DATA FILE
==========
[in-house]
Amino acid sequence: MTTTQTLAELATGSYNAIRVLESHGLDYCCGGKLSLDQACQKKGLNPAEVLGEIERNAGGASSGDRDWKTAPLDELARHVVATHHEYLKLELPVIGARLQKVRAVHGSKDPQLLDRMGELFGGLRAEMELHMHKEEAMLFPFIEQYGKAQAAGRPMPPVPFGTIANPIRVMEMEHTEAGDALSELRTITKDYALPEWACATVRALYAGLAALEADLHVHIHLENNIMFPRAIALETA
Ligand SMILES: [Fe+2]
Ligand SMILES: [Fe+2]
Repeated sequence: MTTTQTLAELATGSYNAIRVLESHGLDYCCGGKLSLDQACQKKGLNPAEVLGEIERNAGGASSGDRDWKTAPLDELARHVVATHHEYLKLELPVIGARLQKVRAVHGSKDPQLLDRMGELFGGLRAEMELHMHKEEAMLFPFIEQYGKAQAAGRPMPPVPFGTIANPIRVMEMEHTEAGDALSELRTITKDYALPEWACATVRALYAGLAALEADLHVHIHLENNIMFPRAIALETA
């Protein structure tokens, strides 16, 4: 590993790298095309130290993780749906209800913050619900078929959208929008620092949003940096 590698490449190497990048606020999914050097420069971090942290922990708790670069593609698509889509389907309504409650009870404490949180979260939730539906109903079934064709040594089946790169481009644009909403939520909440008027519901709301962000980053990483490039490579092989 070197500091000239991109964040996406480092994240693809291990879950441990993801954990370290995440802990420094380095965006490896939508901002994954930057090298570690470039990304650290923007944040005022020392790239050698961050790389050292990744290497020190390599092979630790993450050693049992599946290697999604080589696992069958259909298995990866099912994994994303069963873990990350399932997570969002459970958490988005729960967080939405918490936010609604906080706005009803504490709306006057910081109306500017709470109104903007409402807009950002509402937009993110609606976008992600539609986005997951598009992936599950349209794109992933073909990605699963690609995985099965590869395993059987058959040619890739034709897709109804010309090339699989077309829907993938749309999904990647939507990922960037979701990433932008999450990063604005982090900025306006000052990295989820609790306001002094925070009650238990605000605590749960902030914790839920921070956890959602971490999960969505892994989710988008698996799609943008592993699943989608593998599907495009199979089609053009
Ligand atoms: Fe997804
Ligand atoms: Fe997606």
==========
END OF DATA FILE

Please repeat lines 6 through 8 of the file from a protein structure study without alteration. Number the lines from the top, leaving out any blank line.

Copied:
């Protein structure tokens, strides 16, 4: 590993790298095309130290993780749906209800913050619900078929959208929008620092949003940096 590698490449190497990048606020999914050097420069971090942290922990708790670069593609698509889509389907309504409650009870404490949180979260939730539906109903079934064709040594089946790169481009644009909403939520909440008027519901709301962000980053990483490039490579092989 070197500091000239991109964040996406480092994240693809291990879950441990993801954990370290995440802990420094380095965006490896939508901002994954930057090298570690470039990304650290923007944040005022020392790239050698961050790389050292990744290497020190390599092979630790993450050693049992599946290697999604080589696992069958259909298995990866099912994994994303069963873990990350399932997570969002459970958490988005729960967080939405918490936010609604906080706005009803504490709306006057910081109306500017709470109104903007409402807009950002509402937009993110609606976008992600539609986005997951598009992936599950349209794109992933073909990605699963690609995985099965590869395993059987058959040619890739034709897709109804010309090339699989077309829907993938749309999904990647939507990922960037979701990433932008999450990063604005982090900025306006000052990295989820609790306001002094925070009650238990605000605590749960902030914790839920921070956890959602971490999960969505892994989710988008698996799609943008592993699943989608593998599907495009199979089609053009
Ligand atoms: Fe997804
Ligand atoms: Fe997606």